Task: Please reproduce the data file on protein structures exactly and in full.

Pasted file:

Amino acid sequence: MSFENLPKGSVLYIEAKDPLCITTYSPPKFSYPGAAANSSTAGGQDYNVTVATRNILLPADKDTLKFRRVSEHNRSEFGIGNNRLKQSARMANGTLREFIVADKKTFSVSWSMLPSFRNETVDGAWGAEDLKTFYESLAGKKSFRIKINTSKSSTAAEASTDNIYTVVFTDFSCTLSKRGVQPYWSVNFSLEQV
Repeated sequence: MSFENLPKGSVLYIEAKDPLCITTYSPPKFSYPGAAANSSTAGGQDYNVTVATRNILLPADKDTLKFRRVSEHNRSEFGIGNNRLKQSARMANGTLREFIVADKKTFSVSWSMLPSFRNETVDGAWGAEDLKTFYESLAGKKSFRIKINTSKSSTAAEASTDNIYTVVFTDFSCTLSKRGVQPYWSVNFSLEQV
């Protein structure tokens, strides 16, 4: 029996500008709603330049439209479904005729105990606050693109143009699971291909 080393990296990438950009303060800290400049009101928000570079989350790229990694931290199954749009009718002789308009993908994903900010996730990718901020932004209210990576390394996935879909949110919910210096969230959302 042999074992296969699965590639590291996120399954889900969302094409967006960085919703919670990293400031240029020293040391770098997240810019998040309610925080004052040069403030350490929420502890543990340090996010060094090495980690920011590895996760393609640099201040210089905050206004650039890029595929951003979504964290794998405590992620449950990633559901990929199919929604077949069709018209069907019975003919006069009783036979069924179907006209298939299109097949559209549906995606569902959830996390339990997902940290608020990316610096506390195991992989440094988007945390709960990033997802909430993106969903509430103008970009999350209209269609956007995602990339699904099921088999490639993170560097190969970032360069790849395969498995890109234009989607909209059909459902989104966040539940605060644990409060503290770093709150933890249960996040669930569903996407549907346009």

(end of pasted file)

Amino acid sequence: MSFENLPKGSVLYIEAKDPLCITTYSPPKFSYPGAAANSSTAGGQDYNVTVATRNILLPADKDTLKFRRVSEHNRSEFGIGNNRLKQSARMANGTLREFIVADKKTFSVSWSMLPSFRNETVDGAWGAEDLKTFYESLAGKKSFRIKINTSKSSTAAEASTDNIYTVVFTDFSCTLSKRGVQPYWSVNFSLEQV
Repeated sequence: MSFENLPKGSVLYIEAKDPLCITTYSPPKFSYPGAAANSSTAGGQDYNVTVATRNILLPADKDTLKFRRVSEHNRSEFGIGNNRLKQSARMANGTLREFIVADKKTFSVSWSMLPSFRNETVDGAWGAEDLKTFYESLAGKKSFRIKINTSKSSTAAEASTDNIYTVVFTDFSCTLSKRGVQPYWSVNFSLEQV
């Protein structure tokens, strides 16, 4: 029996500008709603330049439209479904005729105990606050693109143009699971291909 080393990296990438950009303060800290400049009101928000570079989350790229990694931290199954749009009718002789308009993908994903900010996730990718901020932004209210990576390394996935879909949110919910210096969230959302 042999074992296969699965590639590291996120399954889900969302094409967006960085919703919670990293400031240029020293040391770098997240810019998040309610925080004052040069403030350490929420502890543990340090996010060094090495980690920011590895996760393609640099201040210089905050206004650039890029595929951003979504964290794998405590992620449950990633559901990929199919929604077949069709018209069907019975003919006069009783036979069924179907006209298939299109097949559209549906995606569902959830996390339990997902940290608020990316610096506390195991992989440094988007945390709960990033997802909430993106969903509430103008970009999350209209269609956007995602990339699904099921088999490639993170560097190969970032360069790849395969498995890109234009989607909209059909459902989104966040539940605060644990409060503290770093709150933890249960996040669930569903996407549907346009």